The familiar A, B, C, D, and F scoring system, will now include pluses and minuses, something district administrators hope incentivizes students to push for higher grades.
"We believe just simply adding the pluses and minuses will serve as an advantage to communication as well," Mark Smith, Assistant Superintendent for Continuous School Improvement, says.
A task force consisting of students, teachers, parents, and administrators spent the past year reviewing the change.
Jerrod Valley, a science teacher at Preble High School, was among the 85 percent of district teachers that favored the change.
"By giving us the power as teachers to give that student a 3.6 on their GPA as opposed to a 3.0," Valley says. "it's powerful. It helps the student and it helps the teacher correctly evaluate those students as well."
The move could dramatically improve GPA's for students not located at the very top of the class, but Smith and Valley both say it will not reflect a change in academic rigor. "We don't believe that changing the grading scale is just going to unilaterally increase GPA's," Smith says.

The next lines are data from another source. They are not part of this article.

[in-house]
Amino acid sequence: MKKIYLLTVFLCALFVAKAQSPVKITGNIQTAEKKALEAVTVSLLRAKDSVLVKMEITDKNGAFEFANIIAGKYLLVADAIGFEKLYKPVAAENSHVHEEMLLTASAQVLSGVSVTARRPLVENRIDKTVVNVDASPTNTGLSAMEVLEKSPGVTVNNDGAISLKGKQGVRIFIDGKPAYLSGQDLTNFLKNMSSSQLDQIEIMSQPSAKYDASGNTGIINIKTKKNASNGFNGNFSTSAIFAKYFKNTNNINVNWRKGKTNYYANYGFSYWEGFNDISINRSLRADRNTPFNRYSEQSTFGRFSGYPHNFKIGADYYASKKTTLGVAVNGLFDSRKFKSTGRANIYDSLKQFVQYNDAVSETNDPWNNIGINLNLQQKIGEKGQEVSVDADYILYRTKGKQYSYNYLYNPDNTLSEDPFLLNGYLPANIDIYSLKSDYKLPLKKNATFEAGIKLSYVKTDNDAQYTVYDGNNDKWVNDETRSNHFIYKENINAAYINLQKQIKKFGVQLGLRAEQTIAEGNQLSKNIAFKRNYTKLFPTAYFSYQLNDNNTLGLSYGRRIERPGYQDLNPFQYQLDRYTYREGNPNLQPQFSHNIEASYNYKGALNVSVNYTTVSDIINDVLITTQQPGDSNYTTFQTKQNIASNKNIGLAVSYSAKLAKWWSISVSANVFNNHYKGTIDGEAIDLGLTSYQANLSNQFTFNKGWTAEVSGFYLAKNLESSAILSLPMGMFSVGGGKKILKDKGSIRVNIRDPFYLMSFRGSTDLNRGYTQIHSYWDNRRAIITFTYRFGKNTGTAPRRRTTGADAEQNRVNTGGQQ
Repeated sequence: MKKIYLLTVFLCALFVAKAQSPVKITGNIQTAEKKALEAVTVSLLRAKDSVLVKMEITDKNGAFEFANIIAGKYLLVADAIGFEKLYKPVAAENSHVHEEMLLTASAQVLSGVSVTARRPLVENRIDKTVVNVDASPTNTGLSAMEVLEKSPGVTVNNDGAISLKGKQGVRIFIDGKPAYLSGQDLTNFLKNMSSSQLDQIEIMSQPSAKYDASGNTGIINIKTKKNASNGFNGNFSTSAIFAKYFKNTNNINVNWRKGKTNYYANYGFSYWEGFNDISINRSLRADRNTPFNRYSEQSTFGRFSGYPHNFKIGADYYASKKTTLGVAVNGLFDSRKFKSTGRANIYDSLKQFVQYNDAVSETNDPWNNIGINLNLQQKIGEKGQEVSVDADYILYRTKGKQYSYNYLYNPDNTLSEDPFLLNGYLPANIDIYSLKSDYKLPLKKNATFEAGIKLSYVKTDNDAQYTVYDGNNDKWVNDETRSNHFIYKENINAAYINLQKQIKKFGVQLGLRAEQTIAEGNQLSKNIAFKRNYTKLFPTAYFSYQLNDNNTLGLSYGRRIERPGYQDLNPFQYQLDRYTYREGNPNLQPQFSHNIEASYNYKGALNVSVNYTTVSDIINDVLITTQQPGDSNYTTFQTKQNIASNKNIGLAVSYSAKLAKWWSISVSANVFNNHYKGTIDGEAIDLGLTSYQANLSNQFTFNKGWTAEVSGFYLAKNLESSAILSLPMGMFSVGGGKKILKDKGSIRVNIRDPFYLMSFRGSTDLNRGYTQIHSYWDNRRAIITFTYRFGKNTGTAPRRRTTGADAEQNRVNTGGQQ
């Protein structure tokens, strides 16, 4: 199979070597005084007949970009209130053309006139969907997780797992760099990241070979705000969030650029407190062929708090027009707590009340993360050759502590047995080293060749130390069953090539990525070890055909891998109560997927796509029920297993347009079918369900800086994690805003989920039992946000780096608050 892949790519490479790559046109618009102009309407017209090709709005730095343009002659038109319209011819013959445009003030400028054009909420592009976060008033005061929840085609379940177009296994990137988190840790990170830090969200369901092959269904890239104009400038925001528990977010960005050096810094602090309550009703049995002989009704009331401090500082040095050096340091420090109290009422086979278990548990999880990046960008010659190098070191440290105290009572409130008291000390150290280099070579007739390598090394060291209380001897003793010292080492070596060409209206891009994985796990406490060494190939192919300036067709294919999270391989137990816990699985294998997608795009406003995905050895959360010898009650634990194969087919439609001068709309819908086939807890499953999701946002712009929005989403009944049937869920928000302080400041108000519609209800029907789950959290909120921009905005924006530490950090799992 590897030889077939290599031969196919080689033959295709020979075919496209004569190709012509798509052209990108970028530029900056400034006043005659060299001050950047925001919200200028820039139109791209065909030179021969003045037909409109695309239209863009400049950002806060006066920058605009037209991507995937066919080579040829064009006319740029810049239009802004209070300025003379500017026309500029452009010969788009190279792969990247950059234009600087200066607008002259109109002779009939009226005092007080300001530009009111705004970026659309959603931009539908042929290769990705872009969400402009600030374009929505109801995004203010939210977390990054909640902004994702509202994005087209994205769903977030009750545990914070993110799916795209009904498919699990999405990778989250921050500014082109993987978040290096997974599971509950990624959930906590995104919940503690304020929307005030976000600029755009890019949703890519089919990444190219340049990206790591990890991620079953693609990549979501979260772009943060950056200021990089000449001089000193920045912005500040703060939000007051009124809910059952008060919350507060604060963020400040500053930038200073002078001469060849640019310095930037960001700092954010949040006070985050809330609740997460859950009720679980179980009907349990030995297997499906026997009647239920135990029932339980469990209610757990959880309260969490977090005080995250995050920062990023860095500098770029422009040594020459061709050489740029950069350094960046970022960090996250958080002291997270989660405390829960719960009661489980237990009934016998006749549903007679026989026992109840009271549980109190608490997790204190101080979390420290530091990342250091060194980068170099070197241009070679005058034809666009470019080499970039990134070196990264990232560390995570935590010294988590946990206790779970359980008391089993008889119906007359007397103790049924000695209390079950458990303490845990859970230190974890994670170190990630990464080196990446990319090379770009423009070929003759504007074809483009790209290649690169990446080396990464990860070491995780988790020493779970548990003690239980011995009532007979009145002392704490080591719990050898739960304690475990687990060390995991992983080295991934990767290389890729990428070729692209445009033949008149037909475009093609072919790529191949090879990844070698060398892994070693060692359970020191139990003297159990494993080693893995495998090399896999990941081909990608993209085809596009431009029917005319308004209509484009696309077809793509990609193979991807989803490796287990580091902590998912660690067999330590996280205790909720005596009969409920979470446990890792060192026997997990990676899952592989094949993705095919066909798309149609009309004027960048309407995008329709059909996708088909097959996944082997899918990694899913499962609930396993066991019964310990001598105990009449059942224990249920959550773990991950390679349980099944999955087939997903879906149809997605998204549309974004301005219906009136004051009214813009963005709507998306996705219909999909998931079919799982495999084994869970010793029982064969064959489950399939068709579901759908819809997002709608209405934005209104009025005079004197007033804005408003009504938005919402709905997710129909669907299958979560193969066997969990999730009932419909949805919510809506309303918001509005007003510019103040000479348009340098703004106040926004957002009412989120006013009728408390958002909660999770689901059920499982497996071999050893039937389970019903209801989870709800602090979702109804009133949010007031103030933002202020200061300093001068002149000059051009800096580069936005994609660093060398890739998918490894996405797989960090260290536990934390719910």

"We believe that teacher practices and expectations are really what hold a high standard of academic excellence for us."
"As a teacher," Valley adds, "I look at it as I can put those more challenging questions on their evaluations, allow them to make those errors. And it won't hurt their GPA. So it only helps the rigor. It doesn't hurt the rigor at all. This raises the bar in Green Bay."
The new grading scale will be implemented for the upcoming school year, and is not retroactive.
Copyright Copyright 2014 Nexstar Broadcasting, Inc. All rights reserved. This material may not be published, broadcast, rewritten, or redistributed.